Re the previous (but one) note: expanded consciousness is not religion, of course, but it may be the precondition for any ecumenical or everlasting-gospel religion. Note that the gospel-church begins with ecstatic phenomena (speaking in tongues), and that our own time is rich in frenzies and hysterias along with more genuine phenomena. LSD (when it’s a good trip) appears to increase the intensity of the feeling of oneness with the object.
 The Word-Spirit dialogue is slowly assuming a spiral or ladder shape: it conceivably might work out to a counterpart of Hegel’s Ph [Phenomenology of Spirit], only in images instead of concepts, with a religion of parable forming its crisis. And, of course, there’s the other great hope that it would follow the four levels of meaning.
 The dialectic movement from creation to exodus is clearing. The forming of a specific mythology is the only possible response to a hidden creation. As Blake says, religion is a specific social development of the Poetic Genius [All Religions Are One]. In a sense a mythology negates or denies the creation, on Hegelian principles.
 In metaphor, as I said, across [par. 122], we have Joseph “here” and bough “there”: by identifying them in an assertion which “everybody” knows is not “real” identity we eliminate space and have only verbal space. Similarly with myth and time. The god, I said, stabilizes the metaphor: all religions lean in a subjective (Dionysian) direction, where you identify with the god through a group, or an objective one where the god remains transcendental and adored.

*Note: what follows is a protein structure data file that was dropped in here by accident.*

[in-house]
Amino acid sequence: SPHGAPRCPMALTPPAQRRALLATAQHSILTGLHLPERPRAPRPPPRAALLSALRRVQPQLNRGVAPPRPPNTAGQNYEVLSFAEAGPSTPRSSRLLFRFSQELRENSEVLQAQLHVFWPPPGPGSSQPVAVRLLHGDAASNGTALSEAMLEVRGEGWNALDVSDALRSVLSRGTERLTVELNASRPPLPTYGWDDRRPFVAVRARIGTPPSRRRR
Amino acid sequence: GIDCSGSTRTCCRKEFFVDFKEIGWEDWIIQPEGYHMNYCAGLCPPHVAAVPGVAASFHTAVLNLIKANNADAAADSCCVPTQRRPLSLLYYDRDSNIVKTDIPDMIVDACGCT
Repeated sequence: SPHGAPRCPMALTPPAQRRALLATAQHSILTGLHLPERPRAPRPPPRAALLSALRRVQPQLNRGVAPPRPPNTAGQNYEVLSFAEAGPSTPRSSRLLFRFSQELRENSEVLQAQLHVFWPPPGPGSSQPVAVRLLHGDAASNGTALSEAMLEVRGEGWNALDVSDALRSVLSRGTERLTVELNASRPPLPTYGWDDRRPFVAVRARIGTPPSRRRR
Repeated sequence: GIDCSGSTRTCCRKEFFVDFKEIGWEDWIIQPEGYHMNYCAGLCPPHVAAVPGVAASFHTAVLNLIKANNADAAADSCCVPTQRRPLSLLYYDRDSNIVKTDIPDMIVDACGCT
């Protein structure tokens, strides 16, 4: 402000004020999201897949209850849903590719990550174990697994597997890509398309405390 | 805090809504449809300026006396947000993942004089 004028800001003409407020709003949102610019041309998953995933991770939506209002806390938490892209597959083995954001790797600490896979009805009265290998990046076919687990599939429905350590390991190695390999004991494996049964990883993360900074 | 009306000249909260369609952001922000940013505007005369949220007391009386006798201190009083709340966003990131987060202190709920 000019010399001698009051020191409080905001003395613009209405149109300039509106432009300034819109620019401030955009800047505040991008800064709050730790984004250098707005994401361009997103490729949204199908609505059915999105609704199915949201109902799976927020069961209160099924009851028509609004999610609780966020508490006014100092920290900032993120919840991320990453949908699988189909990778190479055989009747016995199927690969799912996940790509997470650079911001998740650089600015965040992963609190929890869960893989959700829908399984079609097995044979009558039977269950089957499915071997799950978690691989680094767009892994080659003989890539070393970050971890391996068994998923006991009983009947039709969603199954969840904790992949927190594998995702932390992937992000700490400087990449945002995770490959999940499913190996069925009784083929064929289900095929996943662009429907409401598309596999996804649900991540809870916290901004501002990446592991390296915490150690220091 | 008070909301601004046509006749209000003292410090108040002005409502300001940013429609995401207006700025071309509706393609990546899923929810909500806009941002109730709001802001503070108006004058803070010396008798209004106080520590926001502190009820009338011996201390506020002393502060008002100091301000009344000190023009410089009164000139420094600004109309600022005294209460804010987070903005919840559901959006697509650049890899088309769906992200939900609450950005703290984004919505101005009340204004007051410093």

I’ve mentioned how in the 19th c. religion gets identified with the find-the-true-church puzzle [par. 43]. Newman is the pattern here. I suppose S.K.’s [Kierkegaard’s] attack on “Christendom,” perhaps even Nietzsche’s anti-Xn [anti-Christian] polemics, are a kind of neo-Protestantism.
 Thus, without losing its specific historical orientation through Judaism and Christianity, the Bible is an archetypal model of a perennial philosophy or everlasting gospel. At least, that’s what I’d call it if I were writing a book on religion. We really do move from creation to recreation.
 I have very few religious books, & those I have stress the mystics. I have great difficulty, nonetheless, in reading, say, Boehme, because mystics (less true of Boehme than of others) seem so masochistic: isn’t this stuff just wonderful that we have to say we believe anyway? But now Boehme is making more sense as I move closer to light and signature symbolism. Once more, it’s not that I “believe” him but that this is the kind of link between the Bible and the creative imagination that I’m looking for.